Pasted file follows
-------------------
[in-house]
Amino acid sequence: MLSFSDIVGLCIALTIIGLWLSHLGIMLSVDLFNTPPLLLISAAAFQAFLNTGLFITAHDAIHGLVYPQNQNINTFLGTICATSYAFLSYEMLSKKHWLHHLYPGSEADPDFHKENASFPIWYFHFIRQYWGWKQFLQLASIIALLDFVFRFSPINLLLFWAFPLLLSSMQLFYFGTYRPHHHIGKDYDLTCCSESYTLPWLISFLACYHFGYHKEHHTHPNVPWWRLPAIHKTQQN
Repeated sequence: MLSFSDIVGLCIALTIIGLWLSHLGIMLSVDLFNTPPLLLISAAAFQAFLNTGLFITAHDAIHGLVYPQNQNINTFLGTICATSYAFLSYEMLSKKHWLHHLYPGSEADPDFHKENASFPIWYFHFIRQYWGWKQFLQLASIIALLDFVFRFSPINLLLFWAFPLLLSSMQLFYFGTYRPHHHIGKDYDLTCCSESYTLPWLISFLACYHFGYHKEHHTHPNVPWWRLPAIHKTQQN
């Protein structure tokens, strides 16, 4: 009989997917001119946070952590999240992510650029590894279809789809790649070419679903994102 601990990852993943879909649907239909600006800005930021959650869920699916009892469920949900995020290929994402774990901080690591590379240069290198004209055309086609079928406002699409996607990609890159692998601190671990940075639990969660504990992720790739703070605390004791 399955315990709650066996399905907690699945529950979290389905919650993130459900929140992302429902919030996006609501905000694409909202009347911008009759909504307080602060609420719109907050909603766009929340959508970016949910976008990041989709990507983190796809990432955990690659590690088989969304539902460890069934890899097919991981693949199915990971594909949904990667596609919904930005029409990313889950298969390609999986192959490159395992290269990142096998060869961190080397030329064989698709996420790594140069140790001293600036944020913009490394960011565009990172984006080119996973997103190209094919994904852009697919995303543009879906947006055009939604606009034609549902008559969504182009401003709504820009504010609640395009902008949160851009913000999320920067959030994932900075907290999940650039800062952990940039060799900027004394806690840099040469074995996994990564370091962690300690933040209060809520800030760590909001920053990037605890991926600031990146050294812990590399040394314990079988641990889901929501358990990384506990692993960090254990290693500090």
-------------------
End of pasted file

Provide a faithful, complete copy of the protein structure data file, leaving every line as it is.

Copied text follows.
[in-house]
Amino acid sequence: MLSFSDIVGLCIALTIIGLWLSHLGIMLSVDLFNTPPLLLISAAAFQAFLNTGLFITAHDAIHGLVYPQNQNINTFLGTICATSYAFLSYEMLSKKHWLHHLYPGSEADPDFHKENASFPIWYFHFIRQYWGWKQFLQLASIIALLDFVFRFSPINLLLFWAFPLLLSSMQLFYFGTYRPHHHIGKDYDLTCCSESYTLPWLISFLACYHFGYHKEHHTHPNVPWWRLPAIHKTQQN
Repeated sequence: MLSFSDIVGLCIALTIIGLWLSHLGIMLSVDLFNTPPLLLISAAAFQAFLNTGLFITAHDAIHGLVYPQNQNINTFLGTICATSYAFLSYEMLSKKHWLHHLYPGSEADPDFHKENASFPIWYFHFIRQYWGWKQFLQLASIIALLDFVFRFSPINLLLFWAFPLLLSSMQLFYFGTYRPHHHIGKDYDLTCCSESYTLPWLISFLACYHFGYHKEHHTHPNVPWWRLPAIHKTQQN
């Protein structure tokens, strides 16, 4: 009989997917001119946070952590999240992510650029590894279809789809790649070419679903994102 601990990852993943879909649907239909600006800005930021959650869920699916009892469920949900995020290929994402774990901080690591590379240069290198004209055309086609079928406002699409996607990609890159692998601190671990940075639990969660504990992720790739703070605390004791 399955315990709650066996399905907690699945529950979290389905919650993130459900929140992302429902919030996006609501905000694409909202009347911008009759909504307080602060609420719109907050909603766009929340959508970016949910976008990041989709990507983190796809990432955990690659590690088989969304539902460890069934890899097919991981693949199915990971594909949904990667596609919904930005029409990313889950298969390609999986192959490159395992290269990142096998060869961190080397030329064989698709996420790594140069140790001293600036944020913009490394960011565009990172984006080119996973997103190209094919994904852009697919995303543009879906947006055009939604606009034609549902008559969504182009401003709504820009504010609640395009902008949160851009913000999320920067959030994932900075907290999940650039800062952990940039060799900027004394806690840099040469074995996994990564370091962690300690933040209060809520800030760590909001920053990037605890991926600031990146050294812990590399040394314990079988641990889901929501358990990384506990692993960090254990290693500090």